Now, that’s great. Certainly it feels great—I feel great when I’m getting this much exercise. And having gotten here, I believe I’m prepared to declare victory, and say that getting and staying in shape is a solved problem.

But how could anyone with a regular job manage such a thing? And yet, much less exercise than this would not build and maintain the capabilities I want. If I want to be able to run for an hour, I need to run for an hour pretty regularly. If I want to be able to walk for four or six hours, then every week or two I need to walk for four or six hours.

I don’t really have an answer here for people who find that making a living limits their ability to be fit. I managed it temporarily a couple of times, but only by letting things slide temporarily—things that I couldn’t let slide permanently.

Still, just at the moment, I’m feeling pretty good. Thanks to the taiji, I move with more ease and control than I’ve ever had before. Thanks to the lifting and the endurance exercise, I have more power and stamina than ever before. I’m looking forward to Saturday’s long hike. And I’m looking forward (after a day or two to recover from that) to trying to run again. (Because, as Steven says, “Running is great exercise between injuries.”)

Running injury (minor, I think)

Last week I was perhaps a mile into a short run when I felt a sudden, sharp pain in my right calf. It hurt quite a bit, and hurt more on each of the two steps it took me to come to a stop without falling down.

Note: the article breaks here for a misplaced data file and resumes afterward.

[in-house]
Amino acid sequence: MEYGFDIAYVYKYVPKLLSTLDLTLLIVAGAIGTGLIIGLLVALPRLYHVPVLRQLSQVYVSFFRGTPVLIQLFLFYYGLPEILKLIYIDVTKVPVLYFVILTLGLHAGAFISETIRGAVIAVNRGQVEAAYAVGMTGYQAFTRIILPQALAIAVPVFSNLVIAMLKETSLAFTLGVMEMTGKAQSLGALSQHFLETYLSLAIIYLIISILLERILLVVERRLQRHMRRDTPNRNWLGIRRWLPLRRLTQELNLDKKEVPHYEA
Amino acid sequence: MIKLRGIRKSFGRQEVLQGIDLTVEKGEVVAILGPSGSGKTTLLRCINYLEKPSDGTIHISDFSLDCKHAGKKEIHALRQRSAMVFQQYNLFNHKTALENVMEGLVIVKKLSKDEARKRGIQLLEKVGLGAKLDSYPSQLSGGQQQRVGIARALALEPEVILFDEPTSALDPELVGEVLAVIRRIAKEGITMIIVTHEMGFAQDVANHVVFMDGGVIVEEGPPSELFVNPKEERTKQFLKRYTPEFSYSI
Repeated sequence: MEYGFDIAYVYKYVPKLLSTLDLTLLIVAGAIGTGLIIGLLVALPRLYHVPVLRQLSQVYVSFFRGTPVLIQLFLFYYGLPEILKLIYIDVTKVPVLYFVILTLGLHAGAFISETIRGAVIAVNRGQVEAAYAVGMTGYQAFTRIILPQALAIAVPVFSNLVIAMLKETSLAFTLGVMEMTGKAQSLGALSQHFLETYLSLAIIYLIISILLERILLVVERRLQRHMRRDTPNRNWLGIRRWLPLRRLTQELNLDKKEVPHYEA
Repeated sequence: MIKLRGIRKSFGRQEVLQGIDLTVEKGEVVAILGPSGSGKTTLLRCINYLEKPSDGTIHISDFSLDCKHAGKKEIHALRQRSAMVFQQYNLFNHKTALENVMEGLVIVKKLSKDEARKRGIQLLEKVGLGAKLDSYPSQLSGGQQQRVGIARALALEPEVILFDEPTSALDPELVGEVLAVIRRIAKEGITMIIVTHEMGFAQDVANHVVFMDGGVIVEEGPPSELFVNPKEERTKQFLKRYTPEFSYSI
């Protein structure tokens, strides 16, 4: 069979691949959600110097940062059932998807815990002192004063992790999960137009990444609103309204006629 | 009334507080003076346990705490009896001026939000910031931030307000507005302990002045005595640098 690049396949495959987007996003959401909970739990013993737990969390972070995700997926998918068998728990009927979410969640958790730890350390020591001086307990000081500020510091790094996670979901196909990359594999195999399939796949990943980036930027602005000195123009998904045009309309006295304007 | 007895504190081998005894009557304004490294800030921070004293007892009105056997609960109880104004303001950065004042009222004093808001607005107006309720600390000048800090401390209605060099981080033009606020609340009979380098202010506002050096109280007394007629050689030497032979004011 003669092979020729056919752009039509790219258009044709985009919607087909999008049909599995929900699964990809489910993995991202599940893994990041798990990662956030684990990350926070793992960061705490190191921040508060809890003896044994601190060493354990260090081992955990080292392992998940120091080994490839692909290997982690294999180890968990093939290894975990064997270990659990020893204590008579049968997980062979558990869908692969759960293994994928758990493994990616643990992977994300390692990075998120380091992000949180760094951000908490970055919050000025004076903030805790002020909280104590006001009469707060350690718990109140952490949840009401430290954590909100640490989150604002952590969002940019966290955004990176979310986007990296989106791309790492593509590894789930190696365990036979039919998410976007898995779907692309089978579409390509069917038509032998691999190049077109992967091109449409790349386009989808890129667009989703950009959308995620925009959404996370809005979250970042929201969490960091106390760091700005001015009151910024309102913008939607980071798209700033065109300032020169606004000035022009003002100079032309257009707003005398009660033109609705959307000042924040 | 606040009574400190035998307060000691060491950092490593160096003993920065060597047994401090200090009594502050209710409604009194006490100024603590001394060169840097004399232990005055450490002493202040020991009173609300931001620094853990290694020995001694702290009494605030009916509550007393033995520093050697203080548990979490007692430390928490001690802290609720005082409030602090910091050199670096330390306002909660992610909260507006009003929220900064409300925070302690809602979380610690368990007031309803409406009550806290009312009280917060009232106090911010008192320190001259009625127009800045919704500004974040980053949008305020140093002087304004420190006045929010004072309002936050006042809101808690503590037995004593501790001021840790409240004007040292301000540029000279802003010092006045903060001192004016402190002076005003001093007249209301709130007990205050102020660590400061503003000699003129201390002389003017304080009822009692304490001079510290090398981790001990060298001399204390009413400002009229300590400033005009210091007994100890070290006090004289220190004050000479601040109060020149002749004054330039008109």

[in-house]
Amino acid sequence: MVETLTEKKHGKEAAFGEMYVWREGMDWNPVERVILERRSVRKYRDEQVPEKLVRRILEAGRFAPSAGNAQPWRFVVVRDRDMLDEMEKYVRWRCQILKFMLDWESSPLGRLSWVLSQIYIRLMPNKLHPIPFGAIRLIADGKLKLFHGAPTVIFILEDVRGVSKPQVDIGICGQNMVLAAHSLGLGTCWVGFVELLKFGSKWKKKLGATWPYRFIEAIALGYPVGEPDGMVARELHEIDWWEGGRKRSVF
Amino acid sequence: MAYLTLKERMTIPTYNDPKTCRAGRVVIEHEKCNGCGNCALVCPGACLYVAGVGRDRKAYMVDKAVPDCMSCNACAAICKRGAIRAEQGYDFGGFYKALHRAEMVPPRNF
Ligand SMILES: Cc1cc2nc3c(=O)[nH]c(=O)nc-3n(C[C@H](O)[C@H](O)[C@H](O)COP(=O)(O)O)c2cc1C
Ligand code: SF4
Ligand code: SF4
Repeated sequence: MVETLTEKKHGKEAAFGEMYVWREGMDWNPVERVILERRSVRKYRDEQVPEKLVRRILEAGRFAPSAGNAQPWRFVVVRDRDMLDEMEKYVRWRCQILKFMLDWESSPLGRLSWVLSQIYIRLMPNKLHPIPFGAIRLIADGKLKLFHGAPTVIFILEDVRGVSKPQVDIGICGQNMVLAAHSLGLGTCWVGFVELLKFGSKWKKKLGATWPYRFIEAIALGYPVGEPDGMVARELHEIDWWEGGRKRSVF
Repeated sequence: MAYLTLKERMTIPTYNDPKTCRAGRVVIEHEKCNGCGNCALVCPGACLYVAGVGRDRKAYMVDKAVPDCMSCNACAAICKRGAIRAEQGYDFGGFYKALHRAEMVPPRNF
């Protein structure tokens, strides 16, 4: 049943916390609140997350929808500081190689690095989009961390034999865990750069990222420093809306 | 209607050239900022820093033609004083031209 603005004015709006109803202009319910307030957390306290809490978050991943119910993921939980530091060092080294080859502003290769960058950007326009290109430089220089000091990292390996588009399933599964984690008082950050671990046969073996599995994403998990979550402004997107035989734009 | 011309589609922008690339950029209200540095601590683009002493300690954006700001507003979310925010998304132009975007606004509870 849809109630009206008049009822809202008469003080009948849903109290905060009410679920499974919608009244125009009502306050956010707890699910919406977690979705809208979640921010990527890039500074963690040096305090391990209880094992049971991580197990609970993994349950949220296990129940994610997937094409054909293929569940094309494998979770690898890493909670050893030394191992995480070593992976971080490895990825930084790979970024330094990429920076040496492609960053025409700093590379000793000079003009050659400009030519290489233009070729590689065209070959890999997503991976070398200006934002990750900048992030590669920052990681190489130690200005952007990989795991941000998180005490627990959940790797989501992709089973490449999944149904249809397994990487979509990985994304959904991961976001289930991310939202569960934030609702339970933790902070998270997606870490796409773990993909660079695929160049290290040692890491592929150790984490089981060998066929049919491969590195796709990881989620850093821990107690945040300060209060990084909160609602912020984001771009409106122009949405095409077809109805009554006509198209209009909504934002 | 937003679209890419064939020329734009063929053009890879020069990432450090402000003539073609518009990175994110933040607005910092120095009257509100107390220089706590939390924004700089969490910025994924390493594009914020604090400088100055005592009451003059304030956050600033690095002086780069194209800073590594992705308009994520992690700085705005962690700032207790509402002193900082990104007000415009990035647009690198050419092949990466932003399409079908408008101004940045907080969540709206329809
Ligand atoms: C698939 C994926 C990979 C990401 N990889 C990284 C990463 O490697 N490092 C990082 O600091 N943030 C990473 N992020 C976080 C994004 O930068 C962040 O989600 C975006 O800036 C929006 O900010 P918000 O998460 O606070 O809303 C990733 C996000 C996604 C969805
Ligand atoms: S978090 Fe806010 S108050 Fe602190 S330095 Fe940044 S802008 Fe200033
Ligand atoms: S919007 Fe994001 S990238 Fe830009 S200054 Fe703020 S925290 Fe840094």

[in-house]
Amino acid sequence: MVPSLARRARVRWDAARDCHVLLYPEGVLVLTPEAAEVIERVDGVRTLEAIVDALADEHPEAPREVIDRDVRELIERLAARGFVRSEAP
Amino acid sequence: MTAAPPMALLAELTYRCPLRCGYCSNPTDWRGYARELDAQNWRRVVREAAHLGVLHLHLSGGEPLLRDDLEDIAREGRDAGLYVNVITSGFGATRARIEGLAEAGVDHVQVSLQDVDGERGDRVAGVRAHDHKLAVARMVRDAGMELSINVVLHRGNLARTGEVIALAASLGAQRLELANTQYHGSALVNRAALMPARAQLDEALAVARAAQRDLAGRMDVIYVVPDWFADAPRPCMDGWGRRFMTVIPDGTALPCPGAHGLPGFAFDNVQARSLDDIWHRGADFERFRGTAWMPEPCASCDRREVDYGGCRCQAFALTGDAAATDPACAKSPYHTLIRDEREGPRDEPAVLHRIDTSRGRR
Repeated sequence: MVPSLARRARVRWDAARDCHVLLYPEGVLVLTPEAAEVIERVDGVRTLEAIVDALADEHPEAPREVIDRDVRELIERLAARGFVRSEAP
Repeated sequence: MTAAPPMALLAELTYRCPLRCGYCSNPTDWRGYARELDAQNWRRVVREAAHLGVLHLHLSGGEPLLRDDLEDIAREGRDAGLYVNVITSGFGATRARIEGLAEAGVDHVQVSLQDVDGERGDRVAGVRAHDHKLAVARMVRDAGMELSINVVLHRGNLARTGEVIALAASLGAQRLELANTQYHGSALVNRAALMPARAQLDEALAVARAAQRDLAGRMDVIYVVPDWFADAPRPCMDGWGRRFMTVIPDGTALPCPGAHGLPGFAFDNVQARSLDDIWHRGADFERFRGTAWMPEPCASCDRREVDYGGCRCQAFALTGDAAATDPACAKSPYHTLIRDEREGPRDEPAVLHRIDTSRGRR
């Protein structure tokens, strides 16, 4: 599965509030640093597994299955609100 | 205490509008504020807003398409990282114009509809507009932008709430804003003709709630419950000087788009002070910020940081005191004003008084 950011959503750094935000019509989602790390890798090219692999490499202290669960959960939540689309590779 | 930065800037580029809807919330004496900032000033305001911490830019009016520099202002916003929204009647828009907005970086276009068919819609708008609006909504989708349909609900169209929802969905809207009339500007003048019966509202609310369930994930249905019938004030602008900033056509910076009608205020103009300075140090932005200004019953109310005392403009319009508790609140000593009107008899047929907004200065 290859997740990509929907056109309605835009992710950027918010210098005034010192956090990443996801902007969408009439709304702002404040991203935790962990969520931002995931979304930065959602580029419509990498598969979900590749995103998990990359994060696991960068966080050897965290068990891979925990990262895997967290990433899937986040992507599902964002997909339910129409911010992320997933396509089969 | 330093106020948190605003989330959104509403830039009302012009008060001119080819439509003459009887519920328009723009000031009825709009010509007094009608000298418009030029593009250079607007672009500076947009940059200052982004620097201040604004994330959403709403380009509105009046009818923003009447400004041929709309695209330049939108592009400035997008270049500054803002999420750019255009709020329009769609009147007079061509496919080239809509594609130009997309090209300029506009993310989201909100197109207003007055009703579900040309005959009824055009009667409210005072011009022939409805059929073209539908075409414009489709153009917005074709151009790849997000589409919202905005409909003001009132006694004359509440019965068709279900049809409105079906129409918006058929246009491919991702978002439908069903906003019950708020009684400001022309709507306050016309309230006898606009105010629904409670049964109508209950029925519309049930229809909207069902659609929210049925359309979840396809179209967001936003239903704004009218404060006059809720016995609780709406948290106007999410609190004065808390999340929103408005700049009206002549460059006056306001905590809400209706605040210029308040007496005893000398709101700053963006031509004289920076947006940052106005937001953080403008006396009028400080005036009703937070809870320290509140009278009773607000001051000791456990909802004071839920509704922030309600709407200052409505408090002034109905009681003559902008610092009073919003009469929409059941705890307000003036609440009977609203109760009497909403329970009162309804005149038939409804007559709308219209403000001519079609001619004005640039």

My brother likes to say, “Running is great exercise between injuries.”

I’ve had pretty good luck with injuries. I did get hurt the first time I took up running, back in 1992. When I pushed my long run up to 6 miles, so I could run in the Allerton Park Trail Run, I upped the distance too quickly, irritating my Achilles tendon. It took over a year to heal completely, and by then I was no longer a runner.

I’ve taken up running several times since then, without injuring myself. When I gave up running those times it was simply because winter came and I couldn’t make myself spend enough time on the treadmill to stay in shape. Spring would come and I was no longer a runner. Some years I managed to get back into running shape. Other years I didn’t.

After I hobbled back home, I did a good bit of internet reading about strained calf muscles. The injury is most often caused by sudden changes in direction, such as in racket sports. My scenario is the second most common: even a very easy run, when the muscle is tired—I had walked 16 miles the day before.

I rested and iced the calf, and it got a lot better right away. By the second day after the injury it didn’t hurt to walk, I was able to lift weights (skipping calf raises), and I was able to teach my tai chi class without pain. After another couple of days, I was able to walk five miles without discomfort. Once the initial pain and swelling had passed, I’d been doing some massage of the injured spot, trying to minimize the adhesions that seem to be a problem for some runners with recurring calf injuries, and that had reached the point of being pain-free as well.

That all misled me into thinking it was more healed than it turned out to be.

On the fifth day after the injury I tried to go for a very short run, just to see if it was going to be okay. And it was. I ran a few blocks—maybe a quarter of a mile—and then back again, all without pain. Then, when I tried to turn onto my street: ouch.

That reinjury seems to be even more minor. A day of rest and icing and I think I’m back to normal as far a non-running activity goes.